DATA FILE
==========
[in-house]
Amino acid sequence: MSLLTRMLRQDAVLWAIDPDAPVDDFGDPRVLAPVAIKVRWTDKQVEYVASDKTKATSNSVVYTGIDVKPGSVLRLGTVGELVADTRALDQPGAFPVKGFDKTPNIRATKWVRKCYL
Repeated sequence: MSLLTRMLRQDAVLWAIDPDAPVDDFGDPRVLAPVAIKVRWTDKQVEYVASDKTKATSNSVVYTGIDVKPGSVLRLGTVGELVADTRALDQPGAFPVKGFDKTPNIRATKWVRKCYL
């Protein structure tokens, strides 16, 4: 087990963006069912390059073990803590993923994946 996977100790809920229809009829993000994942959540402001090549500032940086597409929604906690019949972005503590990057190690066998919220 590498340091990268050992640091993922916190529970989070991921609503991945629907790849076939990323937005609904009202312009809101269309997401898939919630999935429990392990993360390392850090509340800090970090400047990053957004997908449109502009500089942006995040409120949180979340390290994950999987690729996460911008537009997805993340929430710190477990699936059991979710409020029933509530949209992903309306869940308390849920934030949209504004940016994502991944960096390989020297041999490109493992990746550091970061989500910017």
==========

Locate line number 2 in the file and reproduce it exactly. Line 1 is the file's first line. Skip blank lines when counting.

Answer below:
Amino acid sequence: MSLLTRMLRQDAVLWAIDPDAPVDDFGDPRVLAPVAIKVRWTDKQVEYVASDKTKATSNSVVYTGIDVKPGSVLRLGTVGELVADTRALDQPGAFPVKGFDKTPNIRATKWVRKCYL